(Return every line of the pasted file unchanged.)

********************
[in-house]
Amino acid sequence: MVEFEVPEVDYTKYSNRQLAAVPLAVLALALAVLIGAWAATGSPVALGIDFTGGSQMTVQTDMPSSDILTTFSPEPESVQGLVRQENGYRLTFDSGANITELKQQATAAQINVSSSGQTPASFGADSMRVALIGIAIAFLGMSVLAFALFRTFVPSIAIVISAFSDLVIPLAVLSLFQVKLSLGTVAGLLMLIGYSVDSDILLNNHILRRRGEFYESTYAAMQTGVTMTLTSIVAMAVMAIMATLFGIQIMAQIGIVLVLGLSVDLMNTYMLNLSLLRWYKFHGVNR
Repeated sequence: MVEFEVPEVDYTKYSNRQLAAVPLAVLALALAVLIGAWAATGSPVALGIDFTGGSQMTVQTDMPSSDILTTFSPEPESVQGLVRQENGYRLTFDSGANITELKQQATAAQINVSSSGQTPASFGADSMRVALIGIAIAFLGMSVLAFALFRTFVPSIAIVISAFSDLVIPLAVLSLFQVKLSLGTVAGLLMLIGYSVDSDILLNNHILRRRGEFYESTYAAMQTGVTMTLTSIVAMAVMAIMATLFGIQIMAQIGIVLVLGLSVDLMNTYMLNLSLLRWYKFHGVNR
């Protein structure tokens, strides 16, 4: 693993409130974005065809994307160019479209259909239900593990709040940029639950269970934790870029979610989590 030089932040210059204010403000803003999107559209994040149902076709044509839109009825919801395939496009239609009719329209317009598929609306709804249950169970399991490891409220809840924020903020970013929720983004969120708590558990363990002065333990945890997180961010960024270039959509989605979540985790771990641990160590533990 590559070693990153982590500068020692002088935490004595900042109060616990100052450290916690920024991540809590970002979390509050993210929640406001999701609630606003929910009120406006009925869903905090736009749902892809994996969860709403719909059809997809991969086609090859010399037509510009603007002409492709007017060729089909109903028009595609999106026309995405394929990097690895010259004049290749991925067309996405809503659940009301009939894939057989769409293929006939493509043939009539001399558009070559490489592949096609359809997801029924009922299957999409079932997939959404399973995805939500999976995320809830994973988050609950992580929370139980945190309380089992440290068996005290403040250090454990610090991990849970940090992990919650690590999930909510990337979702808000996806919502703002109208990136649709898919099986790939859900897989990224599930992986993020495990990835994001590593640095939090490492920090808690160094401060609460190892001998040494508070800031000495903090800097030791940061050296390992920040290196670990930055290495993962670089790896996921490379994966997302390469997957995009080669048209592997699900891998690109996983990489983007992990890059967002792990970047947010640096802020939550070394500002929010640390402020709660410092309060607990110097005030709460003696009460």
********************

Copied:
[in-house]
Amino acid sequence: MVEFEVPEVDYTKYSNRQLAAVPLAVLALALAVLIGAWAATGSPVALGIDFTGGSQMTVQTDMPSSDILTTFSPEPESVQGLVRQENGYRLTFDSGANITELKQQATAAQINVSSSGQTPASFGADSMRVALIGIAIAFLGMSVLAFALFRTFVPSIAIVISAFSDLVIPLAVLSLFQVKLSLGTVAGLLMLIGYSVDSDILLNNHILRRRGEFYESTYAAMQTGVTMTLTSIVAMAVMAIMATLFGIQIMAQIGIVLVLGLSVDLMNTYMLNLSLLRWYKFHGVNR
Repeated sequence: MVEFEVPEVDYTKYSNRQLAAVPLAVLALALAVLIGAWAATGSPVALGIDFTGGSQMTVQTDMPSSDILTTFSPEPESVQGLVRQENGYRLTFDSGANITELKQQATAAQINVSSSGQTPASFGADSMRVALIGIAIAFLGMSVLAFALFRTFVPSIAIVISAFSDLVIPLAVLSLFQVKLSLGTVAGLLMLIGYSVDSDILLNNHILRRRGEFYESTYAAMQTGVTMTLTSIVAMAVMAIMATLFGIQIMAQIGIVLVLGLSVDLMNTYMLNLSLLRWYKFHGVNR
């Protein structure tokens, strides 16, 4: 693993409130974005065809994307160019479209259909239900593990709040940029639950269970934790870029979610989590 030089932040210059204010403000803003999107559209994040149902076709044509839109009825919801395939496009239609009719329209317009598929609306709804249950169970399991490891409220809840924020903020970013929720983004969120708590558990363990002065333990945890997180961010960024270039959509989605979540985790771990641990160590533990 590559070693990153982590500068020692002088935490004595900042109060616990100052450290916690920024991540809590970002979390509050993210929640406001999701609630606003929910009120406006009925869903905090736009749902892809994996969860709403719909059809997809991969086609090859010399037509510009603007002409492709007017060729089909109903028009595609999106026309995405394929990097690895010259004049290749991925067309996405809503659940009301009939894939057989769409293929006939493509043939009539001399558009070559490489592949096609359809997801029924009922299957999409079932997939959404399973995805939500999976995320809830994973988050609950992580929370139980945190309380089992440290068996005290403040250090454990610090991990849970940090992990919650690590999930909510990337979702808000996806919502703002109208990136649709898919099986790939859900897989990224599930992986993020495990990835994001590593640095939090490492920090808690160094401060609460190892001998040494508070800031000495903090800097030791940061050296390992920040290196670990930055290495993962670089790896996921490379994966997302390469997957995009080669048209592997699900891998690109996983990489983007992990890059967002792990970047947010640096802020939550070394500002929010640390402020709660410092309060607990110097005030709460003696009460």